How have you decided what to put on the cover of your novel? How have you made sure it sends the right signals? Have you changed a cover so that it could find its true audience?
(I haven’t finished with covers yet. I may need jurors for Life Form Three Version 3. If you’d like to be one of the secret clan, email me or sign up to my newsletter)
27 thoughts on “How to get a great cover design – when you don’t know what it should be”
Some excellent advice here, especially the questions to ask your prospective readers, as opposed to ‘do you like it’. Thanks.
Thanks, Greta! That’s crucial. I realised it was relatively easy to make a cover that looked nice. But to make a cover that said the right things… different story.
Fascinating…and very tricky. Good luck as you hone your cover! Gosh, I choose books by covers all the time (ahem, some end up better than the stories, IMO), and I groan at your relating of your friend’s ill-designed cover. That’s horrible! I hope he can make some headway for a change there…
Thanks, Carol. We do choose books by cover. Even if the final decision is based on reading the sample, the chances are the cover did a lot of introductory work. My friend is hoping the publisher will change their mind, but it doesn’t help that the art director now sees it as a turf war. Insane.
I have found the perfect cover for my book, wbut it happens to be a photograph taken by a company. I have permission from the person in the photo but do I need permission from the photography place? Thanks
Good question. You do need the permission of the photographer – even if it’s a picture of you. Hope that doesn’t prove too troublesome. Good luck!
Part of the reason I want to go with a small press for my novel, rather than self-publishing, is that I want their insight for a cover because I don’t really know what I want – but I want to have input into the process as well. I love your idea of beta-testing with people who haven’t read the book; I’ll definitely keep that in mind for future projects. Thanks!
Thanks, ED! Yes, a small press will help you make these decisions – and that’s one of the good points of being traditionally published. You do have to hope that they give your book the right care and attention, though…
As for my focus groups, one of the reasons that worked was that I’m secretive about the novel I’m working on. It’s usually because I can’t think how to even describe the book to them, so I just stay mysteriously quiet. It turned out to be an advantage when I needed help with the cover.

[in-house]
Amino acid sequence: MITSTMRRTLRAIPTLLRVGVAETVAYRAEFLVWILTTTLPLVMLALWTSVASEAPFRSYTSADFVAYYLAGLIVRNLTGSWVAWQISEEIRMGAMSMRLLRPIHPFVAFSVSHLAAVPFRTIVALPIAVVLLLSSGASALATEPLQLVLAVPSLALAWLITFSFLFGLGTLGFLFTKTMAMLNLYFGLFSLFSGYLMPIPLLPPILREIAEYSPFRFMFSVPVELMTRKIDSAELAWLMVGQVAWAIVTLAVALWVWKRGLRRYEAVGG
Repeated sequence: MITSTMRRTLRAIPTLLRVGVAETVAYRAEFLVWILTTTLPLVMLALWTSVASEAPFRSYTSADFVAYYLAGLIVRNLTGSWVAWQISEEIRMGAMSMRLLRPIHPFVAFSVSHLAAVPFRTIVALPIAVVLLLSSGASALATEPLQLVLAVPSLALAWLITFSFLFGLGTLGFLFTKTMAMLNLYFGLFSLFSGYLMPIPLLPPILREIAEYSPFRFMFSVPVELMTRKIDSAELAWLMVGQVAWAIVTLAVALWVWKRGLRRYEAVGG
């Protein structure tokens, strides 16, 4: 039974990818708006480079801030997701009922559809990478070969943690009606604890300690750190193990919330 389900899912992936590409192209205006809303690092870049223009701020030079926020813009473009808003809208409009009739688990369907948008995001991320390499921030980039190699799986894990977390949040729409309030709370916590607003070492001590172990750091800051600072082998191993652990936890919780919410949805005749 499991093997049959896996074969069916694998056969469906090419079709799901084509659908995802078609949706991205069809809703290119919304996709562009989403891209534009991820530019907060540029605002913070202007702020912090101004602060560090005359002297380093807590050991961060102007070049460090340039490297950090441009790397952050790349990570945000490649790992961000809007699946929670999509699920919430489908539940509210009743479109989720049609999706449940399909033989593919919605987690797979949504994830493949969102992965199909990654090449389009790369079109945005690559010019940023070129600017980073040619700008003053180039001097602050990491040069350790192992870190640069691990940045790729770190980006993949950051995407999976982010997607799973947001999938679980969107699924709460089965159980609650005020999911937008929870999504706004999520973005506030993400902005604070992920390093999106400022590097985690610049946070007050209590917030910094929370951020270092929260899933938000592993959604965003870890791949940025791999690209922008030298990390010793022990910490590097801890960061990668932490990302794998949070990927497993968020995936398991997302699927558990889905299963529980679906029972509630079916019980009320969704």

Ouch. 😦 Thanks for reminding me of the /good/ things we get by being indie.
Exactly. My agent was seeing if he could get a publisher for Life Form Three, but one of the things I was worried about was the kind of cover a publisher might put on it if they didn’t want to take time and care. I’m very happy to have such an important decision totally in my own hands.
I also love not having my ideas watered down. I invested in an editor and I really can’t see what real benefit I’d gain from handing over all control to a publisher.
I love this: “Don’t do a test if the results won’t influence what you do next.”
That quote goes right alongside W. Somerset Maugham’s, “People ask you for criticism, but they only want praise.”
I too based my book cover on a scene from the book. After my designer gave me a prototype, I posted it on KindleBoards.com for criticism and got plenty. Most of the advice was from other book designers who had suggestions on how to tweak the image, but I also got reactions relating to how well the cover indicated genre and tone.
The final cover was definitely improved by the tweaks we made in response to the feedback. Also, I wanted the cover to say “magical fantasy,” and apparently it does.
Hi Daniel! Did you mention a while ago that you asked for reader responses? Perhaps that’s where I got the idea.
You’re right that designers will tell you the technical tweaks. While that’s useful, it’s also not the most difficult question. We really need to know what the cover says.
Love that Maugham quote. Love Maugham anyway 🙂
I imagine cover art is a big headache for the self-published… something I hope to learn soon. Thanks for this advice!
Hi! Yes, it’s one of those minefields we have to navigate. But there’s a wealth of information out there to help. Just allow plenty of time so you’re sure you’ve made the right decision.
I have an Indie friend who REALLY could have benefited from reading this post. Her cover art is not doing her book justice. It is sooooo immatrure. I would have done something much less literal and more conceptual. She recently confided that it isn’t selling well. I suspect it is the cover. Isn’t that crazy? The cover screams YA. It’s not right. But I’m not saying anything. Maybe I’ll send her this link. Maybe not. 🙂
Ooh Renee, that’s tricky. Hope you find a way to help…
I always design my covers – it’s part of the enjoymet – BUT I know that the first few were as self-indulgent and unfocussed as the novels themselves. Doesn’t matter because they’re (mostly) just for me. The one I’m taking seriously I have tried a lot harder with, and have made several versions and asked folk to comment. Not finalised (no more is the novel) but this post gave me a few pointers as to how to do the final tweaks as well as reassuring me that it’s OK to insist.
I find it’s easiest for authors to have covers designed for them